Bowing to pressure, the federal government is reversing a plan to move a vital immigration office to the outskirts of Bloomington, three miles from the closest bus stop.

In a rare case where it admitted to making a mistake, the General Services Administration will move other government services to the new building and keep its U.S. Citizenship and Immigration Services offices at its current location near the Mall of America and near mass transit.

The plan to move the immigration office became the subject of intense criticism from local elected officials and immigration advocates, concerned that the new location would make it difficult for many immigrants to obtain the services they need for such things as work visas and citizenship papers.

“This is what everyone wanted,” said U.S. Sen. Amy Klobuchar, who coordinated several meetings with federal authorities and immigration advocates. “The people we are talking about are not hiding from the law. They are working with our immigration services and doing exactly what they are supposed to do, and they are supposed to somehow get there when they don’t have a car. It makes no sense at all.”

After the initial decision was announced, Klobuchar peppered the heads of various agencies about the planned move, including, most recently, the new head of Homeland Security. Several members of the state’s congressional delegation urged the feds to put the brakes on the plan. But throughout the process, the GSA appeared unlikely to reverse its course. Its latest suggestion had been to start a shuttle service from the closest bus stop to the building.

The announcement that it was abandoning the building for the immigration services came as a shock.

In violation of its own policies that require easy access to public transportation, the new building was to be three miles from the closest bus stop. The GSA has admitted it misread a bus schedule in reviewing applications. What it thought was a bus route for new location was really a commuter line without regular stops.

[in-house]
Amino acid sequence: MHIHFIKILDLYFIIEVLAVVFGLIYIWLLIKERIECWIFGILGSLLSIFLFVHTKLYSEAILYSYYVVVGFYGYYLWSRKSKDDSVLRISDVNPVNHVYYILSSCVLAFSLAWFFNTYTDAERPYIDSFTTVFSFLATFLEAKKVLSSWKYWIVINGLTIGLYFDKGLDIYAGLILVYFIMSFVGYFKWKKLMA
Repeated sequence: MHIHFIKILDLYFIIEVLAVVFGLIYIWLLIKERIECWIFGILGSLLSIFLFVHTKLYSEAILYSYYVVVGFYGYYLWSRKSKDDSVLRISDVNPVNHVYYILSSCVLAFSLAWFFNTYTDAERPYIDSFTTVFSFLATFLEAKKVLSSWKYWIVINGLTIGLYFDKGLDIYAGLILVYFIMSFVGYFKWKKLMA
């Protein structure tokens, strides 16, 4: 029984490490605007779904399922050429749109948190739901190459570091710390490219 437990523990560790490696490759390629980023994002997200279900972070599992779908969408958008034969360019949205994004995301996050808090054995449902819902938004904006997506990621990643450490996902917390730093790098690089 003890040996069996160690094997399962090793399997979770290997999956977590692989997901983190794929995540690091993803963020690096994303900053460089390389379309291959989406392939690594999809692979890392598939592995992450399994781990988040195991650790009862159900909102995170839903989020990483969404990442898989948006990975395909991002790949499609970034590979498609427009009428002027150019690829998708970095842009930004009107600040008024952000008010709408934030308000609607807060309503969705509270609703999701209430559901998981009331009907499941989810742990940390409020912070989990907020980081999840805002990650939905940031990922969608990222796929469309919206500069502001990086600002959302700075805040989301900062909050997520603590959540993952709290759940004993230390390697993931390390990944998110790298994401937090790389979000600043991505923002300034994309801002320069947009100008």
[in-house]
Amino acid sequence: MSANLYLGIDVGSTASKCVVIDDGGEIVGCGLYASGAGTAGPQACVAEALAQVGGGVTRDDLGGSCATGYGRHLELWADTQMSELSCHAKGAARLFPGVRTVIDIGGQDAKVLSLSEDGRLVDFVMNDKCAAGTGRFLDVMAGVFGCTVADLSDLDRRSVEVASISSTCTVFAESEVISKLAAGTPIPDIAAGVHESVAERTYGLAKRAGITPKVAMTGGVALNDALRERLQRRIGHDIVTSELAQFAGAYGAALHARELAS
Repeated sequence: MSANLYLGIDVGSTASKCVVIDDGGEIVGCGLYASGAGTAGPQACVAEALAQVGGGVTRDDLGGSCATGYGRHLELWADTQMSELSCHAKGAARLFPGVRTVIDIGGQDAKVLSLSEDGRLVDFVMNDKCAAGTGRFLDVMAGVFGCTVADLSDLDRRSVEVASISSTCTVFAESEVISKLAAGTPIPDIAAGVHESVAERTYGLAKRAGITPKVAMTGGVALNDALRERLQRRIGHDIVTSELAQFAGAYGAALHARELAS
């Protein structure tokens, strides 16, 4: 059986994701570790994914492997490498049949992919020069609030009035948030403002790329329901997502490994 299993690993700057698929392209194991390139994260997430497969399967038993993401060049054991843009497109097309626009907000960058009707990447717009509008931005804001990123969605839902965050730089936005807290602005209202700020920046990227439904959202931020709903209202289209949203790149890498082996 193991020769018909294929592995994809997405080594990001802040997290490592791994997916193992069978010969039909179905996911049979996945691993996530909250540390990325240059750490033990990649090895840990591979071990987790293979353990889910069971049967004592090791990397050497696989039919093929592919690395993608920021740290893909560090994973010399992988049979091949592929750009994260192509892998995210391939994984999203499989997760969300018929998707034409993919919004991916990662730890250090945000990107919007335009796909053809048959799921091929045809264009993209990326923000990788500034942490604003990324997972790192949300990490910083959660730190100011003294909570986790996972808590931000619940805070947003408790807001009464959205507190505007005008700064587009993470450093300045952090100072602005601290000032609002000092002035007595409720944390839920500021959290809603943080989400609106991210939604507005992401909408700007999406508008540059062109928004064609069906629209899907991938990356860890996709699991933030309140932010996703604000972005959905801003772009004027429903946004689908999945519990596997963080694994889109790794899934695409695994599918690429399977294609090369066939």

The 10-year, $14.3 million contract had been signed and the move was expected in September for the former site of the Minnesota School of Business on Ensign Avenue in Bloomington, near the Eden Prairie border.

The GSA will now rebid the contract for the immigration offices, with the clear stipulation that the building be within a half-mile of a rail or bus stop. Employees from other government agencies that do not require as much personal contact with the public will be filtered in to the new building.

Meantime, the immigration offices will remain in its current location on Metro Drive near the Mall of America.

“In my line of work, there’s not that many all-out wins. This is an all-out win,” Klobuchar said.

The U.S. Citizenship and Immigration Services field office in Bloomington is the face-to-face field location where immigrants go for interviews, to pick up forms, and to ask general questions about their resident status. Last year it saw about 28,000 people who scheduled interviews, used its information center, or came to pick up citizenship certificates. It processed more than 13,000 applications for naturalization in 2013.

It serves all of Minnesota and the Dakotas and a large swath of western Wisconsin.

The office handles more cases than its more visible law enforcement counterparts, Immigration and Customs Enforcement (ICE) and the U.S. Immigration Court, both of which are moving to renovated offices at the Bishop Henry Whipple Federal Building near Fort Snelling.